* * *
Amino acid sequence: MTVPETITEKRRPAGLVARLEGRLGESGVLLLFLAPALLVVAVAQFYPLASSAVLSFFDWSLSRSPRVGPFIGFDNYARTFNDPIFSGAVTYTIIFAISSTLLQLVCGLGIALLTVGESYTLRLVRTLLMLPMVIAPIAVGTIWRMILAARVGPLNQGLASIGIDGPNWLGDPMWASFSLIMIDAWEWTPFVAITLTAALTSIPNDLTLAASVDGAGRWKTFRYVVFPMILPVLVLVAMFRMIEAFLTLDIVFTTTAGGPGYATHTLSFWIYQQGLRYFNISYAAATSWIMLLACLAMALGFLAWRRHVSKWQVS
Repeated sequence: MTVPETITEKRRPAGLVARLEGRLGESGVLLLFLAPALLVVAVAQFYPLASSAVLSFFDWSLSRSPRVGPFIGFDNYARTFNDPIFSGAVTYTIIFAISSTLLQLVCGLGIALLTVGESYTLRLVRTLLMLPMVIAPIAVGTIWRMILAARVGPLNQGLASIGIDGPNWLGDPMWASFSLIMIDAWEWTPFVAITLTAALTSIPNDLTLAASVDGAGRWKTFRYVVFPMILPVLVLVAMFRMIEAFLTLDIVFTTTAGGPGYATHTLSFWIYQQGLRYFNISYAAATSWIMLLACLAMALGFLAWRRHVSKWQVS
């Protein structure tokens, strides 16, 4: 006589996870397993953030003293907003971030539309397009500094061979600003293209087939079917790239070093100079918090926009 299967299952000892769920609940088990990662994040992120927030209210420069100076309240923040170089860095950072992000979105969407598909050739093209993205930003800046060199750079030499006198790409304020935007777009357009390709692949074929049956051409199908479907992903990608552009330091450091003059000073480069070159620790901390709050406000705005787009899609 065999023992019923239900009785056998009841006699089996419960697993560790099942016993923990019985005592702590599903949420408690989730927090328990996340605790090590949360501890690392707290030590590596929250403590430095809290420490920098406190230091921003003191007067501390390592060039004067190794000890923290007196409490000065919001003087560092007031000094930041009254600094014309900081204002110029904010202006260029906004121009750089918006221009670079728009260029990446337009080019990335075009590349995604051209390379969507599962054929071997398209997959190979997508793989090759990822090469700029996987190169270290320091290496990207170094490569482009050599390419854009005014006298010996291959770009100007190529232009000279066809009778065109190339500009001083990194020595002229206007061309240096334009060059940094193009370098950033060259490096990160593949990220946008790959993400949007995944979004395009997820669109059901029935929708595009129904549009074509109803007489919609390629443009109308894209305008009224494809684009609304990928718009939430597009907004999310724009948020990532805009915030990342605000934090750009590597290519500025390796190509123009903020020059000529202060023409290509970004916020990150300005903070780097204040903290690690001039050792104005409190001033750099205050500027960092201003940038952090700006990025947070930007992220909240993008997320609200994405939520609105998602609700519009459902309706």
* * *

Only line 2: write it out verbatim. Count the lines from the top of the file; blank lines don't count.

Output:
Repeated sequence: MTVPETITEKRRPAGLVARLEGRLGESGVLLLFLAPALLVVAVAQFYPLASSAVLSFFDWSLSRSPRVGPFIGFDNYARTFNDPIFSGAVTYTIIFAISSTLLQLVCGLGIALLTVGESYTLRLVRTLLMLPMVIAPIAVGTIWRMILAARVGPLNQGLASIGIDGPNWLGDPMWASFSLIMIDAWEWTPFVAITLTAALTSIPNDLTLAASVDGAGRWKTFRYVVFPMILPVLVLVAMFRMIEAFLTLDIVFTTTAGGPGYATHTLSFWIYQQGLRYFNISYAAATSWIMLLACLAMALGFLAWRRHVSKWQVS